Socratis Sinopoulos Constantinople lyra, laouto
Christos Tsiamoulis ney, suling, outi
Panos Dimitrakopoulos kanonaki
Andreas Katsiyiannis santouri
Maria Bildea harp
Andreas Papas bendir, daouli
Veronika Iliopoulou soprano
Antonis Kontogeorgiou chorus director
Recorded July 2001 at Studio Polysound, Athens
Engineer: Yiorgos Karyotis
Produced by Manfred Eicher
No human heart is set so hard
that hearing the grave music of your dirge,
your keening, would not bring tears.
The distinct approach of Greek composer Eleni Karaindrou to film sound-tracking, through ECM’s rigorous documentation of her partnership with director Theo Angelopoulos, has imbued her music with a life of its own among international audiences. All the while, Karaindrou had been nurturing an equally prolific association at home with the theatre. Her Angelopoulos in that craft has been director Antonis Antypas, with whom she has collaborated on over 20 productions for the Aplo Theatro. This album documents her incidental music for a new staging of the Euripides tragedy Trojan Women, which received its premiere at the Ancient Theatre of Epidaurus on August 31 and September 1, 2001.
First performed in 415 B.C., the play was a vitriolic critique of the Athenians’ then-recent attack on the island of Melos, where countless violently perished and women were sold into bondage in the name of conquering Sparta (in this the Athenians did not succeed). It is perhaps no coincidence that the word melos also means song, for singing constitutes the very flesh of this album’s limestone skeleton. Karaindrou kneads into these politics the idea that less is more. With the barest use of folk instruments—such as the Constantinople lyra, ney, santouri, and bendir—she implies a battered panorama of immense emotional congruity. Producer Manfred Eicher has lent further sanctity through his arrangement and editing of the material into its present form.
A profoundly comported scenography of touching (which is to say, tangible) melodic beauty finds particular expression through the lyra’s grasshopper song. It is a mournful, unforgettable sound, dry as a reed in summer. The harp also figures notably in the music’s rolling waves, overcoming the barrenness evoked by titles like “Terra Deserta” with oceanic depth. Its vibrations are transformations of landscape itself, silenced by their own resonance.
Much of the material on Trojan Women will sound familiar to regular Karaindrou listeners. The themes, although nominally character-specific, are melodically uniform, changing their instrumental clothing from visage to visage, thereby sounding a fluidity of purpose and choice. Unusual, and perhaps a point of contrast to nevertheless persistent indications of barrenness, is the presence of choir and a soprano soloist who only occasionally poises her lips above the waterline to spout names of the deep. Of central importance in this regard are the three stasimons (choral odes), each a vertebra of both story and music, a refraction of the rest. In them voices grow bolder, reaching epiphany in “An Ode Of Tears” and “In Vain The Sacrifices,” the latter a ring to which the former’s gaping clasp holds true. These voices do more than the traditional Greek chorus. They burgeon at stage center, relegated not to the wings but to the head and body of a flightless bird. Without wings, they think themselves into freedom, casting their minds from horizon to horizon, faster than the sun. They do not create the stars but make them brighter.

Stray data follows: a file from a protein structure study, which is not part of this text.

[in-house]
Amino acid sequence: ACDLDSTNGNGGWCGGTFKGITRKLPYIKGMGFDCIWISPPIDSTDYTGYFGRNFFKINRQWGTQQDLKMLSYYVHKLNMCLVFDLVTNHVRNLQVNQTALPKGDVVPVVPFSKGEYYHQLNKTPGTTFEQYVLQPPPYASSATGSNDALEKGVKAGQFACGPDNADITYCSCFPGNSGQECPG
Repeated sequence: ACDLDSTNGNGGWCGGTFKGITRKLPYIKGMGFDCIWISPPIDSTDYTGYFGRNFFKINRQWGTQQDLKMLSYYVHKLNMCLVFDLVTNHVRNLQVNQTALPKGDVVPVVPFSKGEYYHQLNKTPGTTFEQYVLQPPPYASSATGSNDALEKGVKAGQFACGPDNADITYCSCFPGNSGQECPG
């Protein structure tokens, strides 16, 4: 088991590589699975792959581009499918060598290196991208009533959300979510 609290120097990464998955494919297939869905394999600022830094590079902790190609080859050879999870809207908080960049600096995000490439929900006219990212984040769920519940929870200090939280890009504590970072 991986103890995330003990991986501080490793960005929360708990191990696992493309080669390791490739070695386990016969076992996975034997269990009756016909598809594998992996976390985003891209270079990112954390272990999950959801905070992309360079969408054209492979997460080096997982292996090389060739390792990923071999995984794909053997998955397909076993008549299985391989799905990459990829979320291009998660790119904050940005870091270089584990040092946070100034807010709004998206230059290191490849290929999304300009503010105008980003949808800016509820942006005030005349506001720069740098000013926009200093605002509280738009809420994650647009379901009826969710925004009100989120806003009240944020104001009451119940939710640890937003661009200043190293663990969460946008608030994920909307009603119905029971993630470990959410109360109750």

As a matter of course, the pieces are generally short (only one surpasses four minutes). In their sublime chemical suspensions of tears, blood, and determination swims a pair of eyes—one directed at us, the other elsewhere. Consequently, there is a feeling of stepping out of time in order to better understand its circumscription. Vast harmonic networks slumber in the underlying empty spaces, never stirring except in the most funerary moments. Despite the mythic sheen, the music of Trojan Women finds deeper mystery in the earth’s living subjects, which in isolation reveal the mystery of creation, both divine and mortal, far more acutely: in order to attain permanence one must be open to the fallacies of agreement.